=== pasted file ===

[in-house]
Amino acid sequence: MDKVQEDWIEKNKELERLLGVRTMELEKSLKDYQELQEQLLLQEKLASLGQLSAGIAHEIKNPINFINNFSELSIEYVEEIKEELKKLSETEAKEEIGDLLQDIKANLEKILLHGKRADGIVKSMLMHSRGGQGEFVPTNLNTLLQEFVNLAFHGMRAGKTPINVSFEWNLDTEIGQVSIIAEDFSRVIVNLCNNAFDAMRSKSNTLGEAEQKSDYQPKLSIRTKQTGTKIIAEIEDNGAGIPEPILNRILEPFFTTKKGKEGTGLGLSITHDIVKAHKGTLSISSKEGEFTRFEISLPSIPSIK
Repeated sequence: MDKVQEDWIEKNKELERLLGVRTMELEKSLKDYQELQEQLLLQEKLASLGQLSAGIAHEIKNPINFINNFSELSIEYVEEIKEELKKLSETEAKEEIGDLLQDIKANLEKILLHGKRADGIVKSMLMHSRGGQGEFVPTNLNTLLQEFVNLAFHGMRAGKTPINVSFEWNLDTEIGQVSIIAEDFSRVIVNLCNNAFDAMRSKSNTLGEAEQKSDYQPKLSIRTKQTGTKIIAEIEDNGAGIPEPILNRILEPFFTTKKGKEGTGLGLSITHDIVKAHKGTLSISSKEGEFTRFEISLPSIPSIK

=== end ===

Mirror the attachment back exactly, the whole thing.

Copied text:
[in-house]
Amino acid sequence: MDKVQEDWIEKNKELERLLGVRTMELEKSLKDYQELQEQLLLQEKLASLGQLSAGIAHEIKNPINFINNFSELSIEYVEEIKEELKKLSETEAKEEIGDLLQDIKANLEKILLHGKRADGIVKSMLMHSRGGQGEFVPTNLNTLLQEFVNLAFHGMRAGKTPINVSFEWNLDTEIGQVSIIAEDFSRVIVNLCNNAFDAMRSKSNTLGEAEQKSDYQPKLSIRTKQTGTKIIAEIEDNGAGIPEPILNRILEPFFTTKKGKEGTGLGLSITHDIVKAHKGTLSISSKEGEFTRFEISLPSIPSIK
Repeated sequence: MDKVQEDWIEKNKELERLLGVRTMELEKSLKDYQELQEQLLLQEKLASLGQLSAGIAHEIKNPINFINNFSELSIEYVEEIKEELKKLSETEAKEEIGDLLQDIKANLEKILLHGKRADGIVKSMLMHSRGGQGEFVPTNLNTLLQEFVNLAFHGMRAGKTPINVSFEWNLDTEIGQVSIIAEDFSRVIVNLCNNAFDAMRSKSNTLGEAEQKSDYQPKLSIRTKQTGTKIIAEIEDNGAGIPEPILNRILEPFFTTKKGKEGTGLGLSITHDIVKAHKGTLSISSKEGEFTRFEISLPSIPSIK